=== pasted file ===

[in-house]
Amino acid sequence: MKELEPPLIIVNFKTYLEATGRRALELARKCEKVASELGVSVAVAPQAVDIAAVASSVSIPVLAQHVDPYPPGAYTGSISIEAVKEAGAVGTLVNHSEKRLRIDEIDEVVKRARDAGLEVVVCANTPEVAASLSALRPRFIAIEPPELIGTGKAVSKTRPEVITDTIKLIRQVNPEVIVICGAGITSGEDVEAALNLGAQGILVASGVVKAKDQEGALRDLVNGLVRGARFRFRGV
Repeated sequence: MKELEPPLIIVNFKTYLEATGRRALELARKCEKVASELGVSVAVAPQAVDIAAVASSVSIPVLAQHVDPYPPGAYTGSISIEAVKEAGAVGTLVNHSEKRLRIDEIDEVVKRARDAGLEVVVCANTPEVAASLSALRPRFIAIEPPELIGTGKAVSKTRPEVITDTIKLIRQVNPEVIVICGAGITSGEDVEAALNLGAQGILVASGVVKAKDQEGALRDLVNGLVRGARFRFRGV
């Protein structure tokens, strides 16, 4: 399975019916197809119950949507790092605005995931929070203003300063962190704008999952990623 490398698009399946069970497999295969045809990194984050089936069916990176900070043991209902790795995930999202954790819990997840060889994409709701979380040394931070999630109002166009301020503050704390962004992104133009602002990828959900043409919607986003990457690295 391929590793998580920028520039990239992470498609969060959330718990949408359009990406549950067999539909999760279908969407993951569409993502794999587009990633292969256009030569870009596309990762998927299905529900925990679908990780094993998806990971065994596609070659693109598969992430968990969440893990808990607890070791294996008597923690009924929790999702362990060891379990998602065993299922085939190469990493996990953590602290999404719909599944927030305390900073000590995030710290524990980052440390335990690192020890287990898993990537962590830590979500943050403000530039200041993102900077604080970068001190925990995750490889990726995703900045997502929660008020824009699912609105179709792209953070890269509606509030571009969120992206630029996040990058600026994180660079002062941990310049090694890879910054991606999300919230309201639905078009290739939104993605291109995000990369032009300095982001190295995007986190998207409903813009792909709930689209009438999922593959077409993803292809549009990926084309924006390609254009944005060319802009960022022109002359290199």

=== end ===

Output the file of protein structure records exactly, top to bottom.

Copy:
[in-house]
Amino acid sequence: MKELEPPLIIVNFKTYLEATGRRALELARKCEKVASELGVSVAVAPQAVDIAAVASSVSIPVLAQHVDPYPPGAYTGSISIEAVKEAGAVGTLVNHSEKRLRIDEIDEVVKRARDAGLEVVVCANTPEVAASLSALRPRFIAIEPPELIGTGKAVSKTRPEVITDTIKLIRQVNPEVIVICGAGITSGEDVEAALNLGAQGILVASGVVKAKDQEGALRDLVNGLVRGARFRFRGV
Repeated sequence: MKELEPPLIIVNFKTYLEATGRRALELARKCEKVASELGVSVAVAPQAVDIAAVASSVSIPVLAQHVDPYPPGAYTGSISIEAVKEAGAVGTLVNHSEKRLRIDEIDEVVKRARDAGLEVVVCANTPEVAASLSALRPRFIAIEPPELIGTGKAVSKTRPEVITDTIKLIRQVNPEVIVICGAGITSGEDVEAALNLGAQGILVASGVVKAKDQEGALRDLVNGLVRGARFRFRGV
């Protein structure tokens, strides 16, 4: 399975019916197809119950949507790092605005995931929070203003300063962190704008999952990623 490398698009399946069970497999295969045809990194984050089936069916990176900070043991209902790795995930999202954790819990997840060889994409709701979380040394931070999630109002166009301020503050704390962004992104133009602002990828959900043409919607986003990457690295 391929590793998580920028520039990239992470498609969060959330718990949408359009990406549950067999539909999760279908969407993951569409993502794999587009990633292969256009030569870009596309990762998927299905529900925990679908990780094993998806990971065994596609070659693109598969992430968990969440893990808990607890070791294996008597923690009924929790999702362990060891379990998602065993299922085939190469990493996990953590602290999404719909599944927030305390900073000590995030710290524990980052440390335990690192020890287990898993990537962590830590979500943050403000530039200041993102900077604080970068001190925990995750490889990726995703900045997502929660008020824009699912609105179709792209953070890269509606509030571009969120992206630029996040990058600026994180660079002062941990310049090694890879910054991606999300919230309201639905078009290739939104993605291109995000990369032009300095982001190295995007986190998207409903813009792909709930689209009438999922593959077409993803292809549009990926084309924006390609254009944005060319802009960022022109002359290199």